Nov 10, 2011

the garden

One of life’s little satisfactions is to spend time in the garden. Yes, sitting under a tree with a book is pleasurable. But just as satisfying is being down on hands and knees with a fork and shears, weeding and pruning, planting and watering.

The presbytery garden is flourishing this week. Irises and Peonies are blooming outside my window. The roses will join the display in a couple of weeks.

Last week I planted a couple of tomato seedlings.  I’m a bit late with those, so (as usual) they will be ready for harvest when the supermarket is selling a dozen tomatoes for three cents.

You have probably heard the story of the proud gardener who was showing off her beds (of flowers) to the fervent Christian. “Isn’t it great what God has done here” the Christian mused.  “What God has done?” the gardener retorted; “you should have seen the mess God had it in before I took over!”

As I look around the garden I see that even after my work, I can do nothing to make the bulbs bloom and the seedlings mature to produce fruit and flowers. Gardeners have to be patient. Yes, we water and weed and fertilise, but the harvest is God’s work.


The gardening image has always been a powerful picture of the heart of hope for me.  Hope is the healthiest human state. We can never be fully satisfied by any possession, project, career or relationship. God has planted in the human heart a quiverring restlessness. Awareness of this inner longing is not a sign of a human flaw.  Instead this is a gift which perpetually propels me into the future, the future that is the eternal fulness of all we can ever hope for.

Looking forward to the new prayers of the Mass

There are many things I hope for. In recent weeks I have been looking forward to the introduction of the complete Roman Missal on the First Sunday of Advent later this month.

Today we heard that the when the printing was completed and the Altar Missal’s delivered, they were discovered to be not up to the appropriate standard.  This means that it will be a few more weeks that we have to wait (as the Missals are reprinted) before we hear the beauty of these revised prayers. 

This little disappointment reminds us that even when projects that are meticulously well planned and executed, they can disappoint us at the last minute. At least with the Missal, we know that the revised texts we have seen online, will be worth waiting for.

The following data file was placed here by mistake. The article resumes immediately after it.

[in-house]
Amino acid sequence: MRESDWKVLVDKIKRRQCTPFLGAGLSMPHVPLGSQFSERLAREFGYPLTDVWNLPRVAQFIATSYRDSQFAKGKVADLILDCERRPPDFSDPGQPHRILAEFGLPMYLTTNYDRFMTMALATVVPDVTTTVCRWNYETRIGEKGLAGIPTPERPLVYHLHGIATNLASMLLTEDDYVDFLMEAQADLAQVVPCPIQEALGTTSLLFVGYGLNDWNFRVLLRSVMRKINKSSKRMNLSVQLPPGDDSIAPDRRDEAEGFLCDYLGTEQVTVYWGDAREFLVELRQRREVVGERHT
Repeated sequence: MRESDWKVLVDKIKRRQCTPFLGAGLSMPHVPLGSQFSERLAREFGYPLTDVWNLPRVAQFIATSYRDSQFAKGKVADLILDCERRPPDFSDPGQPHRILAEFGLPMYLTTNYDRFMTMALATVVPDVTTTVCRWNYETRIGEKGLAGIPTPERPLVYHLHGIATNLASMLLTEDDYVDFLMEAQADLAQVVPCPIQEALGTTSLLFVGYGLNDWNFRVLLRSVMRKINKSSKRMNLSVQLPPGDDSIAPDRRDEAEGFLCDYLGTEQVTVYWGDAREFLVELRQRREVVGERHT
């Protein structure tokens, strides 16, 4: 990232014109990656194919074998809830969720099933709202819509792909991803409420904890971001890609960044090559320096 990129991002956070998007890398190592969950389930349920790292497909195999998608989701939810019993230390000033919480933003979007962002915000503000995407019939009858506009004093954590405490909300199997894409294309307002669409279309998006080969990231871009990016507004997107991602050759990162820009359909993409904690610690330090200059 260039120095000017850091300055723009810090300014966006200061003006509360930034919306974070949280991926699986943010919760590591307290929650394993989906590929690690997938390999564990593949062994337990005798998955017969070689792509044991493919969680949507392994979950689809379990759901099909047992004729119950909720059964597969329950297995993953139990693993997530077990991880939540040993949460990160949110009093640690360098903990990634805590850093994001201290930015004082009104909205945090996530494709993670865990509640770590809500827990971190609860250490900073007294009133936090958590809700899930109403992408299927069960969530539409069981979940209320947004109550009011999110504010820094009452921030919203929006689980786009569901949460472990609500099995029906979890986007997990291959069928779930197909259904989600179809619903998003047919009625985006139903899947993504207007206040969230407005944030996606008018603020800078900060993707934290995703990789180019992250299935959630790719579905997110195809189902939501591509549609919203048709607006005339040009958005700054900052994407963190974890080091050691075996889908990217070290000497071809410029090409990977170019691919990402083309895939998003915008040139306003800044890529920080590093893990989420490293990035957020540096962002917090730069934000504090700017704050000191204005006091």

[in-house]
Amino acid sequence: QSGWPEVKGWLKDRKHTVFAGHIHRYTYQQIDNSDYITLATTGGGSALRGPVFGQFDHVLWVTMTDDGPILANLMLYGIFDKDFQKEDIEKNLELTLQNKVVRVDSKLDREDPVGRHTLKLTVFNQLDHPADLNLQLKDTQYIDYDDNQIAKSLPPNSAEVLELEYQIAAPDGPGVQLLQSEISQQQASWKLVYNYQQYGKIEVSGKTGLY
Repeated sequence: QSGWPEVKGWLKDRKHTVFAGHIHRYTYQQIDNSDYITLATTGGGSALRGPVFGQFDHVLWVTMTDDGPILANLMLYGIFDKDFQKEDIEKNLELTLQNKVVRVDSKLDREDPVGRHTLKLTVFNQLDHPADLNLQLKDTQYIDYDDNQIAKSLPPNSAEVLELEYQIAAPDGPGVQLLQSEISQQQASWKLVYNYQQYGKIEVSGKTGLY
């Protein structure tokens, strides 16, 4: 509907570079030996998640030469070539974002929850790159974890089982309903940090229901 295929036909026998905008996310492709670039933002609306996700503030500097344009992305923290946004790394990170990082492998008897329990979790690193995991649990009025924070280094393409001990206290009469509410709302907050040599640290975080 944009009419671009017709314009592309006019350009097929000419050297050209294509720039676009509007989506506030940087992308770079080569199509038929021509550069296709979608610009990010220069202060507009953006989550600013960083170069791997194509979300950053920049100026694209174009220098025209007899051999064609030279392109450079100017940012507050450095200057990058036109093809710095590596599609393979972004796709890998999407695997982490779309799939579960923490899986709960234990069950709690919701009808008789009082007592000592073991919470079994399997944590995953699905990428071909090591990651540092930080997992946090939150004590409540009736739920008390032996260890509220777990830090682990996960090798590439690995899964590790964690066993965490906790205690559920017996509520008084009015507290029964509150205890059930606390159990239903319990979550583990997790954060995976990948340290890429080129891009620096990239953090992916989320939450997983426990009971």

First Communion and Baptisms

The celebration of a sacrament is always an experience of hope, as God tangibly, audibly and visibly enters our human lives. Next Sunday at the 10am Mass we celebrate the First Communion and Baptism of a number of parish children.  We pray for them as they experience God with them in these two great sacraments of initiation.

And then we hope as many parishioners as able will join us for refreshments after the Mass.  I hope the weather is fine so that we can do as we have done in recent years and picnic in the presbytery garden.  I might even mow the lawns.


Sunday Readings 13 November 2011

Commentary on the readings for Sunday 13 November

Preparation for Receiving the Third Edition of the Roman Missal

Note: If you are reading this on the Christchurch Diocese website, you can receive these (and other) updates and reflections directly from one of the links below:


Link to this week’s parishes’ newsletter 

(Our Lady of Victories Sockburn, St. Joseph’s Darfield, St Therese of Lisieux Chatham Islands):      



Submit a Comment

Your email address will not be published. Required fields are marked *

Latest Posts

the teenagers

the teenagers

A few years ago I discovered the wonderful way that God uses my imagination in my prayer.
Such openness to imagination when seeking God does not take us away from reality into fantasy but instead brings me into what is most real and inescapably personal and intimate.



A couple of thousand years ago, a young Jewish woman was going about her normal morning routines, perhaps with a mixture of house and garden work, chatting with parents and neighbours, aware of the local drought, the sickness of a neighbour and annoyed by the neighbourhood’s lack of sleep caused by the Romans’ noisy party the night before, when God broke into her routine and entered her life in a new and powerful way.

the real centre

the real centre

Over the last month I have had the opportunity to work with many people across Aotearoa and further afield. In every retreat and seminar I have been with committed and faith-filled people who often feel as though they are on the periphery of the Church

the adventure

the adventure

It’s easy to make the mistake of seeing life as a treadmill, day after day ups and downs, a movement through time from youth to old age, then death and beyond.
Too often if feels as if we are helplessly captive carried along by the momentum of all that is expected of us and demanded from us, and we risk falling into an existence mode, a daily rhythm of survival, enduring, coping and so the treadmill rolls on.

the bigger picture

the bigger picture

Over the years, and even in recent months, weeks and days, I’ve prayed many prayers which have not been answered as I had hoped.
You’ve probably had the same experience: praying and wondering if and when or how your prayer will be answered.